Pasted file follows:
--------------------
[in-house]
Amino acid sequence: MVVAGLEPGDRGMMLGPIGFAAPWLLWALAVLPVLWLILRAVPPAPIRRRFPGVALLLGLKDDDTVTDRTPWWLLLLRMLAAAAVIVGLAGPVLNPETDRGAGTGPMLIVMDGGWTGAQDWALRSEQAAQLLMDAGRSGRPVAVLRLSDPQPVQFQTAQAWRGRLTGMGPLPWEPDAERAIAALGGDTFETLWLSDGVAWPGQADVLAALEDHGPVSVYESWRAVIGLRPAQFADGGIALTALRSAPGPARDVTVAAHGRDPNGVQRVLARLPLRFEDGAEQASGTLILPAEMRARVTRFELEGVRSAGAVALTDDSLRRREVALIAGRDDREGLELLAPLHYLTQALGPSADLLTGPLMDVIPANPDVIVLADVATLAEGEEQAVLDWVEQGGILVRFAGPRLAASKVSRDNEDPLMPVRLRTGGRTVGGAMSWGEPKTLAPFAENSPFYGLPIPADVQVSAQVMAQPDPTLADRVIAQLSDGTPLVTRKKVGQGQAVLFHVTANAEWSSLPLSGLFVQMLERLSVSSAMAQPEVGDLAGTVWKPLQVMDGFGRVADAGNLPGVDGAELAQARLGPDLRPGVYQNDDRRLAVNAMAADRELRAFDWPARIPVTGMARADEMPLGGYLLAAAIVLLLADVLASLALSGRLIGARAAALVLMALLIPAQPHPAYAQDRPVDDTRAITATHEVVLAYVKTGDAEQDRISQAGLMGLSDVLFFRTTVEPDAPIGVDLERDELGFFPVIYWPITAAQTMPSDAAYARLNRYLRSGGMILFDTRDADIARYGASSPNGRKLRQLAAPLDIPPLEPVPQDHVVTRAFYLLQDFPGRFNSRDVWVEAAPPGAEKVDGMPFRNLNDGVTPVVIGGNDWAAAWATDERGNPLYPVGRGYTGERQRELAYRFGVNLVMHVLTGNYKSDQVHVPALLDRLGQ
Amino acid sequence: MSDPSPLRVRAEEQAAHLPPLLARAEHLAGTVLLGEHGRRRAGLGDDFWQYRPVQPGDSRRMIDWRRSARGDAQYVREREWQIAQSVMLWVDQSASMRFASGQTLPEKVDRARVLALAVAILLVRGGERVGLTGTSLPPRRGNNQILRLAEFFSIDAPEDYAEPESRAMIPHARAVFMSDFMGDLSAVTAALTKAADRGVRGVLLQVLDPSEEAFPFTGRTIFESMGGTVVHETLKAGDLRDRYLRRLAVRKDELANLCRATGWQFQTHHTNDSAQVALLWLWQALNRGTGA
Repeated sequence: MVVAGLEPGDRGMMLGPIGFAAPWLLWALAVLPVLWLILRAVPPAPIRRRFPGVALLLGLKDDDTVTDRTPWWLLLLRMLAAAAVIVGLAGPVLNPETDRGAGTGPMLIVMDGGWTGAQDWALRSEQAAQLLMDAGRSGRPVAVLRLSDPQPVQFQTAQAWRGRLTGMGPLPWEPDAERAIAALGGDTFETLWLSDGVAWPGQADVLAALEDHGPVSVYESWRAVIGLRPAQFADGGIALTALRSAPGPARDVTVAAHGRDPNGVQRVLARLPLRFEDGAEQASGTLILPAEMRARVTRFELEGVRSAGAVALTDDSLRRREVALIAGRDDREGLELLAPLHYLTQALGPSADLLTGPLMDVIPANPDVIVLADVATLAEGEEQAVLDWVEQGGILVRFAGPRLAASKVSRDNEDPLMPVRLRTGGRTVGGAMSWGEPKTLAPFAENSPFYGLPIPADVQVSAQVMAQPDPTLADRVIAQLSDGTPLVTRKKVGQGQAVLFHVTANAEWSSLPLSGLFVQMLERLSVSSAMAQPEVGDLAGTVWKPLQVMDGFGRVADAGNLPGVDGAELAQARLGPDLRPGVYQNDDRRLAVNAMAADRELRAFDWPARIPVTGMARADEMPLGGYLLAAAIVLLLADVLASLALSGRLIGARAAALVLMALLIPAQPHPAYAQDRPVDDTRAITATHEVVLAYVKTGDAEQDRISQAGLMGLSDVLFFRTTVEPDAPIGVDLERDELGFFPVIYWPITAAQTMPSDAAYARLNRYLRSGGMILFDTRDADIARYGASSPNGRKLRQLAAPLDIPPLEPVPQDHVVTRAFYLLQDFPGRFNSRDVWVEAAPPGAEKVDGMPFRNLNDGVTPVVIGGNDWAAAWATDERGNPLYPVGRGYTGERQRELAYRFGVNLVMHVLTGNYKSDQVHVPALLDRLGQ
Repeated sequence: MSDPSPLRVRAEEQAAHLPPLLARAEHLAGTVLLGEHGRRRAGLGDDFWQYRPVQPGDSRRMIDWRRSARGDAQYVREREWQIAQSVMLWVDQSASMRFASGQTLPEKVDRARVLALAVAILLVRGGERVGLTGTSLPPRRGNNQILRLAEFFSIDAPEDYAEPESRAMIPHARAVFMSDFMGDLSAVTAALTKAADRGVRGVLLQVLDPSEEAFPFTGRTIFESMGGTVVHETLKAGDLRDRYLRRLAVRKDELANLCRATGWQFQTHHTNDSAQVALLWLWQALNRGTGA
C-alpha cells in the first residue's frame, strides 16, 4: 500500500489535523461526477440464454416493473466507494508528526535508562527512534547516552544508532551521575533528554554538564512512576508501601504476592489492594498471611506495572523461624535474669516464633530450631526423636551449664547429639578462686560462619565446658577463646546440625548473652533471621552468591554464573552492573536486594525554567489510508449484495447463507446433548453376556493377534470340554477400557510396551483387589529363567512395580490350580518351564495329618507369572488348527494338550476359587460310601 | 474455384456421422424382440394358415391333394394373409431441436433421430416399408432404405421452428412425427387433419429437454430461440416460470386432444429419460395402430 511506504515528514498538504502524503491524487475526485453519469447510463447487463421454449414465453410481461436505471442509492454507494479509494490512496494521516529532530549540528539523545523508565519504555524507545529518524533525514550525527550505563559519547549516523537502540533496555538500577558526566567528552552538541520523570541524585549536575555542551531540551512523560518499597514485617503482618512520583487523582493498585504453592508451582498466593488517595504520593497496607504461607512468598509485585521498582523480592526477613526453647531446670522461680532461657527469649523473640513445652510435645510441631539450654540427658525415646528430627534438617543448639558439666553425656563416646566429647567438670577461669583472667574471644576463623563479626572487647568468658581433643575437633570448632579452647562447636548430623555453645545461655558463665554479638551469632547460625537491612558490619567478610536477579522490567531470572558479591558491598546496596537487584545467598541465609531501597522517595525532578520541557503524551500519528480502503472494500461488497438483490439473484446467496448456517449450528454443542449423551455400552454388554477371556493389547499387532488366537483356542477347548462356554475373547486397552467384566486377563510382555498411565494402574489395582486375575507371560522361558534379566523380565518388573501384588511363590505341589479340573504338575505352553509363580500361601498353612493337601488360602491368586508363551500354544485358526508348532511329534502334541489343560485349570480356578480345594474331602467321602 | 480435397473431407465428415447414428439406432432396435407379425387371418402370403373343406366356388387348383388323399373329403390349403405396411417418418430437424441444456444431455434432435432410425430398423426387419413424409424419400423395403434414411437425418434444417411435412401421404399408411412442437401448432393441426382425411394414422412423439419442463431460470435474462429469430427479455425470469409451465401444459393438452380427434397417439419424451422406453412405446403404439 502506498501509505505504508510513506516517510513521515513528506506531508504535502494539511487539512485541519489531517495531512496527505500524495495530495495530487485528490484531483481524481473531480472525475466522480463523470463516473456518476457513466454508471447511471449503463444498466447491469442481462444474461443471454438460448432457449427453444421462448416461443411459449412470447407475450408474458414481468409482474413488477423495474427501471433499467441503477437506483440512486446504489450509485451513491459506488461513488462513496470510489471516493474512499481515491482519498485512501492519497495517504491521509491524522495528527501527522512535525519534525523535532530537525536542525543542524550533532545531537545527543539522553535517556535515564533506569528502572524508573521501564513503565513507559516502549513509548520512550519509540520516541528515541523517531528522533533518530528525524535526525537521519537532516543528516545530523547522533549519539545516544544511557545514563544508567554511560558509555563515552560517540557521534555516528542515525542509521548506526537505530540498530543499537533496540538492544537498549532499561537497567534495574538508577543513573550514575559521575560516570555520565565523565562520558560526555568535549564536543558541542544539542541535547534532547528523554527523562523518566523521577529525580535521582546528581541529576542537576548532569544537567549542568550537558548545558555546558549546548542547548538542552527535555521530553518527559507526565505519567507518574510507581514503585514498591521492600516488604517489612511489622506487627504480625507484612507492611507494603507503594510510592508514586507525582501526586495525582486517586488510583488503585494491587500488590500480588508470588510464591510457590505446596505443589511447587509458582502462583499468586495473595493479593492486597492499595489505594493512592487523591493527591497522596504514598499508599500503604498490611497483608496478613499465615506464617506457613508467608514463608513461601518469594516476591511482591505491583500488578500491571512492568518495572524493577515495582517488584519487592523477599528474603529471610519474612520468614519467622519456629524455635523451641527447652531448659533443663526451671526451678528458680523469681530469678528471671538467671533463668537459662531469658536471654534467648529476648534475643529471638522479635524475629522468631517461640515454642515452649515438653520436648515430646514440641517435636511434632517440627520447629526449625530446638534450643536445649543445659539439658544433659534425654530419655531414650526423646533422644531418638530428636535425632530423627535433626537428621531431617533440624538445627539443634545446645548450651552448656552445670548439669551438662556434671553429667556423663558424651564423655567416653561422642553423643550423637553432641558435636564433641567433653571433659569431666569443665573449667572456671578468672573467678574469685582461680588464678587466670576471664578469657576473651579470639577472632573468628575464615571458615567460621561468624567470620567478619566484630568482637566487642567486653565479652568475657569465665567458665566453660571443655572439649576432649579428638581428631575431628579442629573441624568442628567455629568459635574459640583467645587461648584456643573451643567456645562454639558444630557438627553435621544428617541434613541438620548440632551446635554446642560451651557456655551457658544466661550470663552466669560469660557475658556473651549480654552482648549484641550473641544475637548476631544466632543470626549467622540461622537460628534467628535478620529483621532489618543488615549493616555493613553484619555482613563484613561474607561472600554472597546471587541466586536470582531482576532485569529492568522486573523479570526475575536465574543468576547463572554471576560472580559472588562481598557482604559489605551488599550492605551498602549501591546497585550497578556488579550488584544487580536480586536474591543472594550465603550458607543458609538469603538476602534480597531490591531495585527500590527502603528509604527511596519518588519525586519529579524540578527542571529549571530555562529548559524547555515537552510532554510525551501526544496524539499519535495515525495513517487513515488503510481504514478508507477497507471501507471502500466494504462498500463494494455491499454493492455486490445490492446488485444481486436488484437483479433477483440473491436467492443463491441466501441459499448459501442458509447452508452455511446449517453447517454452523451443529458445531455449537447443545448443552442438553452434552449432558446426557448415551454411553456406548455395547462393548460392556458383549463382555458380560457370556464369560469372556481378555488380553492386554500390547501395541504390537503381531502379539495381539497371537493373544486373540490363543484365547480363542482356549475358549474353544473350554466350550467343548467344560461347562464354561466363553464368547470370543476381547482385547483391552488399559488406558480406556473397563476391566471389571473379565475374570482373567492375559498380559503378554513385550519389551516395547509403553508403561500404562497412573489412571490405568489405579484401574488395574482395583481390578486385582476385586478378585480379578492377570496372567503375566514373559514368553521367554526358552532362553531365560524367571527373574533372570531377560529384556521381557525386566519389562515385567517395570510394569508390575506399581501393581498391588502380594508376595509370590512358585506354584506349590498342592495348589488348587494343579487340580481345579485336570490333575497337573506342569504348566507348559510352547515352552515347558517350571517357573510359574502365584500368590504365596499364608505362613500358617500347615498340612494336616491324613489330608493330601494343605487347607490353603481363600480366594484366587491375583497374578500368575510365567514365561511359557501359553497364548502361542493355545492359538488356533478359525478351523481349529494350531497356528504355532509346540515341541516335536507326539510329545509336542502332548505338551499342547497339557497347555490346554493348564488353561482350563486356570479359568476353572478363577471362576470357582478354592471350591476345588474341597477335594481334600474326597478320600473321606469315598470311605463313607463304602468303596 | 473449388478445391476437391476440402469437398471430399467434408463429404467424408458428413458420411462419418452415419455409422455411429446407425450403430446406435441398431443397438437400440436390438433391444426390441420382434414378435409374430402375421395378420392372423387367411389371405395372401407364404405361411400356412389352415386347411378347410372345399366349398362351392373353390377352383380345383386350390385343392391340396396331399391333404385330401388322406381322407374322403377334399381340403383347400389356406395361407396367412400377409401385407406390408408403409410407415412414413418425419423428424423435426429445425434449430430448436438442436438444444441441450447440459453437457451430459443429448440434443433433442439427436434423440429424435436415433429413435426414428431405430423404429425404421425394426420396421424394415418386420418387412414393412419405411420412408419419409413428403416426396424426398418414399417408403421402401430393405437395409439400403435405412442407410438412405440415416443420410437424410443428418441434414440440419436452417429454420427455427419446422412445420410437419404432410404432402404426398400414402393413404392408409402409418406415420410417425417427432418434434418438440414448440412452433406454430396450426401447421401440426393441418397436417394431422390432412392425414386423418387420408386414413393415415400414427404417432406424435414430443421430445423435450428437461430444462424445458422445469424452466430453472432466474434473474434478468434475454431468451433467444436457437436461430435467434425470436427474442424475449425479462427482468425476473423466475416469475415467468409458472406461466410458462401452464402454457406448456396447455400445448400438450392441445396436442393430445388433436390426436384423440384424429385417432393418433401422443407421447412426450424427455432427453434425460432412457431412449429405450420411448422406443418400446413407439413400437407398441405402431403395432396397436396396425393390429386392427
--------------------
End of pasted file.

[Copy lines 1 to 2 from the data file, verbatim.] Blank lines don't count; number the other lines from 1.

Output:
[in-house]
Amino acid sequence: MVVAGLEPGDRGMMLGPIGFAAPWLLWALAVLPVLWLILRAVPPAPIRRRFPGVALLLGLKDDDTVTDRTPWWLLLLRMLAAAAVIVGLAGPVLNPETDRGAGTGPMLIVMDGGWTGAQDWALRSEQAAQLLMDAGRSGRPVAVLRLSDPQPVQFQTAQAWRGRLTGMGPLPWEPDAERAIAALGGDTFETLWLSDGVAWPGQADVLAALEDHGPVSVYESWRAVIGLRPAQFADGGIALTALRSAPGPARDVTVAAHGRDPNGVQRVLARLPLRFEDGAEQASGTLILPAEMRARVTRFELEGVRSAGAVALTDDSLRRREVALIAGRDDREGLELLAPLHYLTQALGPSADLLTGPLMDVIPANPDVIVLADVATLAEGEEQAVLDWVEQGGILVRFAGPRLAASKVSRDNEDPLMPVRLRTGGRTVGGAMSWGEPKTLAPFAENSPFYGLPIPADVQVSAQVMAQPDPTLADRVIAQLSDGTPLVTRKKVGQGQAVLFHVTANAEWSSLPLSGLFVQMLERLSVSSAMAQPEVGDLAGTVWKPLQVMDGFGRVADAGNLPGVDGAELAQARLGPDLRPGVYQNDDRRLAVNAMAADRELRAFDWPARIPVTGMARADEMPLGGYLLAAAIVLLLADVLASLALSGRLIGARAAALVLMALLIPAQPHPAYAQDRPVDDTRAITATHEVVLAYVKTGDAEQDRISQAGLMGLSDVLFFRTTVEPDAPIGVDLERDELGFFPVIYWPITAAQTMPSDAAYARLNRYLRSGGMILFDTRDADIARYGASSPNGRKLRQLAAPLDIPPLEPVPQDHVVTRAFYLLQDFPGRFNSRDVWVEAAPPGAEKVDGMPFRNLNDGVTPVVIGGNDWAAAWATDERGNPLYPVGRGYTGERQRELAYRFGVNLVMHVLTGNYKSDQVHVPALLDRLGQ